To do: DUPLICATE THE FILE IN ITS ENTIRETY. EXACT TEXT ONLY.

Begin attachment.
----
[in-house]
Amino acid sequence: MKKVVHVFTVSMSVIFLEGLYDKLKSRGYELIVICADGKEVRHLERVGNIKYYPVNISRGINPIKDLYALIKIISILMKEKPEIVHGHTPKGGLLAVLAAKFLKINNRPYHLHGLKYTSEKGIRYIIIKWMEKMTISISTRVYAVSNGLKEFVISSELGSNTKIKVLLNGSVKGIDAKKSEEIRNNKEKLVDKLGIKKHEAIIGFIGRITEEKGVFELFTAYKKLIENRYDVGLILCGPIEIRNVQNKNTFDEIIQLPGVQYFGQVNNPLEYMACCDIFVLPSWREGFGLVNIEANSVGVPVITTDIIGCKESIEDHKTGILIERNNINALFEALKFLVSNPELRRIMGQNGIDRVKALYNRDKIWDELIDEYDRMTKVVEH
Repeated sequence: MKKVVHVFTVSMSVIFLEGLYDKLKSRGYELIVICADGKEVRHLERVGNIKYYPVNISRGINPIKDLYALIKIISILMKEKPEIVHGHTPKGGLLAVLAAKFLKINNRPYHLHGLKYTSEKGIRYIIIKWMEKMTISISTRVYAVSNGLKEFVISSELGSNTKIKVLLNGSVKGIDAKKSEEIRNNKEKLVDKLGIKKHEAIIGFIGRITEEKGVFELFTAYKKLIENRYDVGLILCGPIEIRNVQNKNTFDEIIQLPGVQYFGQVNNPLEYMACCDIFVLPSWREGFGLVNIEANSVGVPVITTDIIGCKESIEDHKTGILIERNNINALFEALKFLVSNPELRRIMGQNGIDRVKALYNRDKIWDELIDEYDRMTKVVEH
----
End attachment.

[in-house]
Amino acid sequence: MKKVVHVFTVSMSVIFLEGLYDKLKSRGYELIVICADGKEVRHLERVGNIKYYPVNISRGINPIKDLYALIKIISILMKEKPEIVHGHTPKGGLLAVLAAKFLKINNRPYHLHGLKYTSEKGIRYIIIKWMEKMTISISTRVYAVSNGLKEFVISSELGSNTKIKVLLNGSVKGIDAKKSEEIRNNKEKLVDKLGIKKHEAIIGFIGRITEEKGVFELFTAYKKLIENRYDVGLILCGPIEIRNVQNKNTFDEIIQLPGVQYFGQVNNPLEYMACCDIFVLPSWREGFGLVNIEANSVGVPVITTDIIGCKESIEDHKTGILIERNNINALFEALKFLVSNPELRRIMGQNGIDRVKALYNRDKIWDELIDEYDRMTKVVEH
Repeated sequence: MKKVVHVFTVSMSVIFLEGLYDKLKSRGYELIVICADGKEVRHLERVGNIKYYPVNISRGINPIKDLYALIKIISILMKEKPEIVHGHTPKGGLLAVLAAKFLKINNRPYHLHGLKYTSEKGIRYIIIKWMEKMTISISTRVYAVSNGLKEFVISSELGSNTKIKVLLNGSVKGIDAKKSEEIRNNKEKLVDKLGIKKHEAIIGFIGRITEEKGVFELFTAYKKLIENRYDVGLILCGPIEIRNVQNKNTFDEIIQLPGVQYFGQVNNPLEYMACCDIFVLPSWREGFGLVNIEANSVGVPVITTDIIGCKESIEDHKTGILIERNNINALFEALKFLVSNPELRRIMGQNGIDRVKALYNRDKIWDELIDEYDRMTKVVEH